Belgium, Civil Registration (FamilySearch Historical Records)
|This article describes a collection of historical records available at FamilySearch.org.|
Access the records: Belgium Civil Registration .
- 1 Foreign Language Title
- 2 Collection Time Period
- 3 Record Description
- 4 How to Use the Records
- 5 Record History
- 6 Known Issues in This Collection
- 7 Related Web Sites
- 8 Related Wiki Articles
- 9 Citing FamilySearch Historical Collections
- 10 Sources for This Collection
Foreign Language Title
This section of the article is incomplete. You can help FamilySearch Wiki by supplying a translation of the title in Dutch or Flemish here.
Collection Time Period
Civil birth, marriage, and death records have been kept from 1796 to the present.
The events are recorded either in Dutch or Flemish totally by hand or in partially pre-printed books where the information is then entered by hand. The name of a child not registered when born will not be given in the death record, but the gender of that child will be. The record also states if the child was stillborn, although sometimes this term was applied to children who died shortly after birth.
A birth record may provide the following information:
- Day and hour of birth
- Name of parents
- Occupation and age of parents
- Names of witnesses to the birth
- Birthplace of the child
- Names of the couple
- Their birthplace and place of residence
- Birthdates and ages of the couple
- Names and consent of parents
- Occupations of the couple to be married
- Place of residence and occupations of parents
- Day and hour of death
- Age or birth date of the deceased
- Birthplace of the deceased
- Name of the deceased person
- Marital status of the deceased and former occupation (when applicable)
- Name of the spouse (when applicable) and may give the date and place of that spouse’s death
- Indicates if parents are deceased or gives their residence if they are still living. When they are deceased, it may give their burial location
- Witnesses may be members of the family
How to Use the Records
Use civil records, depending on the record, to find the birth, marriage or death date of a person, and also where he was born, his age, name of spouse (if applicable) and name of parents. The records contain even more information than those found in church records. The details presented go far beyond the typical information about the event taking place.
In 1795 Belgium was annexed by France. Napoleon Bonaparte instituted the civil registration of births, marriages, and deaths. Civil registration occurs on a town-by-town basis and is supplemented with decennial indexes to the registers, which generally begin by 1802. Many of the earliest records from this time follow the French Revolutionary calendar, established in France in October 1793 and abolished by Napoleon on January 1, 1806.
Why This Collection Was Created?
Civil registration was instituted to record births, marriages, and deaths because not everyone was baptized, married or buried in a church. It provided for a more complete registration of vital events for the whole population.
Civil records are the primary source for research after 1796. They are recorded by either the mayor himself or a government clerk within 3 days of the event. They are generally correct as far as the information goes, as the events were registered by eyewitnesses of the event. Barring spelling errors or faulty memory, civil records are as accurate as possible.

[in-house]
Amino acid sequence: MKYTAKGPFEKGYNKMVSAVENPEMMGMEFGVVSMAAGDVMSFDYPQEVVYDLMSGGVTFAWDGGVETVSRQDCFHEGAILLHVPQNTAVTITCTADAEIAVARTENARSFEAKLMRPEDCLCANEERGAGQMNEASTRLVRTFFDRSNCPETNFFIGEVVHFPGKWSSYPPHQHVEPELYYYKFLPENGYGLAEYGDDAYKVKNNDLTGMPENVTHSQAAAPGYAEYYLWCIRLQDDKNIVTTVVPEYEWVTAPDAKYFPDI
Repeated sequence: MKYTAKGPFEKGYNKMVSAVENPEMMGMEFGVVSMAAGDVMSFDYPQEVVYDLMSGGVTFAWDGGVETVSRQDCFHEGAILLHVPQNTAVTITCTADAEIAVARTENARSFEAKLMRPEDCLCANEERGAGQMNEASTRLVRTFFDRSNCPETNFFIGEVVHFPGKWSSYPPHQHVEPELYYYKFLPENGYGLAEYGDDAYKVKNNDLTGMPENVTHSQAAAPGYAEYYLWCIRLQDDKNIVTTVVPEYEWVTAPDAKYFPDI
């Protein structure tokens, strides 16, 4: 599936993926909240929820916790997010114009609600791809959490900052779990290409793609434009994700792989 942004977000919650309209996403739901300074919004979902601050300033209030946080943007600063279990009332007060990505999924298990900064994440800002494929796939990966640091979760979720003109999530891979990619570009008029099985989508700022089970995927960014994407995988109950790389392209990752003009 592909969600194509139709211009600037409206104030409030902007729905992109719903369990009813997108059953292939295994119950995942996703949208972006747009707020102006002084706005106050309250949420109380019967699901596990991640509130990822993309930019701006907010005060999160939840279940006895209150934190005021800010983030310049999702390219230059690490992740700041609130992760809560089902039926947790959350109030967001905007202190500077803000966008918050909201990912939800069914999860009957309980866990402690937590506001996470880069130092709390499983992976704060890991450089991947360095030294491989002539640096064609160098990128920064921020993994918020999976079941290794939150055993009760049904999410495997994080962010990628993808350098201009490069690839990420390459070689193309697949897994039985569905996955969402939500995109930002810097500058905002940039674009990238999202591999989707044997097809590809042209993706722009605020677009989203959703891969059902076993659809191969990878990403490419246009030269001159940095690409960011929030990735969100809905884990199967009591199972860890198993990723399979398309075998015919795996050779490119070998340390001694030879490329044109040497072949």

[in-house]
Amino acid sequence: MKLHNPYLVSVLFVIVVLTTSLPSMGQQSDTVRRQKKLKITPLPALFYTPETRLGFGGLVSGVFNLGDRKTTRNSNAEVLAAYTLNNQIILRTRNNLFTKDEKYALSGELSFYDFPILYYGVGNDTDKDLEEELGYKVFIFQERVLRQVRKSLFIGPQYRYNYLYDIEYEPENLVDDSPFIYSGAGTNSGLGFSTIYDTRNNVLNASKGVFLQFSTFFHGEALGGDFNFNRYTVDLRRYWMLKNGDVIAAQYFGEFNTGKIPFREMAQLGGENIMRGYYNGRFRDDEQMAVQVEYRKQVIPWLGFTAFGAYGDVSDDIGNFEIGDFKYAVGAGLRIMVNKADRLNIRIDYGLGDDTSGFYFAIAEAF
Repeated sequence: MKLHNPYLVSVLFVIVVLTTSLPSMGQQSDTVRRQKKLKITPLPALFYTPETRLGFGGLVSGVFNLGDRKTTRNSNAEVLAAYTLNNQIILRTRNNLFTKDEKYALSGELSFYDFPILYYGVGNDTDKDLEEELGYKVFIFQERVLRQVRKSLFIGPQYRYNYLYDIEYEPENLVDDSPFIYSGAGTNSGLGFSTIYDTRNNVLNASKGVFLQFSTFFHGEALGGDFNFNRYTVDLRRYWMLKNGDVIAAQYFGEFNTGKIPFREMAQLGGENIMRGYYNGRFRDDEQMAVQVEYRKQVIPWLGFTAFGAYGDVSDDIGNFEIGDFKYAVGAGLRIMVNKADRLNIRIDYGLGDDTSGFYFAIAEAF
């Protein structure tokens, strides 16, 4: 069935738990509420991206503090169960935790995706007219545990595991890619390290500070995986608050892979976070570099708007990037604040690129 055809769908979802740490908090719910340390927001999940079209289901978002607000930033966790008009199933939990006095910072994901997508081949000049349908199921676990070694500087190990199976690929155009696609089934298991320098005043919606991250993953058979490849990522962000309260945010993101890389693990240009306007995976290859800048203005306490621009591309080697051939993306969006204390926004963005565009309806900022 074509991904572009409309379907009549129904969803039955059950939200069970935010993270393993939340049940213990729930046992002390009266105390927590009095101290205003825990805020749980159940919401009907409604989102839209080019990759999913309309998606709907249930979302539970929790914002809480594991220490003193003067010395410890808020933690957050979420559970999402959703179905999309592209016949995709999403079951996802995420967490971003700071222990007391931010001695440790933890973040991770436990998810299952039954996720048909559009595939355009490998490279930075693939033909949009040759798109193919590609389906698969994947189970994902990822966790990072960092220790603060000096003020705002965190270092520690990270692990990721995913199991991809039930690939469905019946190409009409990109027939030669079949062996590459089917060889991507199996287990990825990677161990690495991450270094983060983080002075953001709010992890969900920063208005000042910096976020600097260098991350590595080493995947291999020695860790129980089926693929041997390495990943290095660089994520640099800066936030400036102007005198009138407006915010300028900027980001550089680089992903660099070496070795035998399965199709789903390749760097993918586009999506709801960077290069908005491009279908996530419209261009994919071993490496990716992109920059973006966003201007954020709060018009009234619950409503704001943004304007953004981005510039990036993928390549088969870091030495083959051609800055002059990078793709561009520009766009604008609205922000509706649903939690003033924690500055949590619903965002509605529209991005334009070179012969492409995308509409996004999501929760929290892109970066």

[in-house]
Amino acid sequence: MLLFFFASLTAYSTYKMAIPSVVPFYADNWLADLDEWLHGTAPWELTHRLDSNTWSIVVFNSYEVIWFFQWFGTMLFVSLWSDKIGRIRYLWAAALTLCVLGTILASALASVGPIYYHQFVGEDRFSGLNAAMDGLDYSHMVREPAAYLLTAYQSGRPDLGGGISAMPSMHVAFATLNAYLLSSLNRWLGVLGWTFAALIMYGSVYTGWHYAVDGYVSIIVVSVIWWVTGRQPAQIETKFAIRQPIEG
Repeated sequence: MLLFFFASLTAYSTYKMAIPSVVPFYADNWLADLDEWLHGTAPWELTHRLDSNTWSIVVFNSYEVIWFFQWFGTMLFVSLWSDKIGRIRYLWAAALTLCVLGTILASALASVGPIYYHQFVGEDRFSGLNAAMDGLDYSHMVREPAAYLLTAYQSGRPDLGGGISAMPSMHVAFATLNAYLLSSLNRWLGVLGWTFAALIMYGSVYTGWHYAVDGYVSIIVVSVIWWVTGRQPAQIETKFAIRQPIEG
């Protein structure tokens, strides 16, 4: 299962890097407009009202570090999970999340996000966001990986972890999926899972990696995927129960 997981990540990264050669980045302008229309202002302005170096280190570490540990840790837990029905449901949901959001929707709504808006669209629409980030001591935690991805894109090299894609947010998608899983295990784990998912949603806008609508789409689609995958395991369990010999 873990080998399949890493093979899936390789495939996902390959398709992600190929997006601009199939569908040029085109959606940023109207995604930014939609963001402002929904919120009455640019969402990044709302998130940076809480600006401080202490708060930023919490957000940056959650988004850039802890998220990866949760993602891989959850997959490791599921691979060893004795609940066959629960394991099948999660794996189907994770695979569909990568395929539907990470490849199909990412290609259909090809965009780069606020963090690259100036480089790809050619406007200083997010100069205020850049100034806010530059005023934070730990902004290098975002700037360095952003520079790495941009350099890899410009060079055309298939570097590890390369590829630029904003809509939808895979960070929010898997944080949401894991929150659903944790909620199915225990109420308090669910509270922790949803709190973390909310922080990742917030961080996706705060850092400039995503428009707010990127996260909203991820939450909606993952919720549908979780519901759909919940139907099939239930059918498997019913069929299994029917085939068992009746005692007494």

Known Issues in This Collection
Problem # 1 - Some are able to sign in and view the image for the Belgium Civil Registration, 1795-1910 collection, in spite of the messaging; others are not able to view the images, even after signing in.
Problem #2 - Patrons are usually able to see most images, but occasionally may find one that will not load.
For a full list of all known issues associated with this collection, please read the attached Wiki article. If you encounter additional problems, feel free to report them at firstname.lastname@example.org. Please include the full path to the link and a description of the problem in your e-mail. Your assistance will help ensure that future reworks will be considered.
Related Web Sites
Related Wiki Articles
Contributions to This Article
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Citing FamilySearch Historical Collections
It is recommended that you cite the sources of information as you search genealogical records. Citing sources will allow you to avoid duplicate searches later and share your sources with other researchers. A citation with specific details about the source document should allow yourself or others to easily find the source document at a later time. You should cite all sources searched, whether new information is found, to avoid duplicating searches without findings.
Suggested Format: A suggested format for citations created to document information found in FamilySearch Record Search is: Collection title, digital images, from FamilySearch Internet (www.familysearch.org: date accessed or downloaded), items of interest.
Items of Interest Include:
- Name of the person mentioned in the document
- File, folder or jacket number
- Record type
- Page number
- Line number
- Date of entry
- Digital identification number
- Film number
You are Invited to Add Source Citations for a Record in This Collection: Please add sample citations to this article following the format guidelines listed above.
Examples of Sources citations for a Record in This Collection
"Belgium Civil Registration, 1795-1910." index and images, FamilySearch (https:www.familysearch.org: accessed April 15, 2011). entry for Maria Theresia Lowette, died 3 September 1886; citing Civil Records, FHL microfilm 1,979,956: Rijksarchienven, Belgium.
Sources for This Collection
Belgium. General Archive and national archives in the provinces. Belgium civil registration. Rijksarchieven in Belgium. FHL microfilm.Family History Library, Salt Lake City, Utah.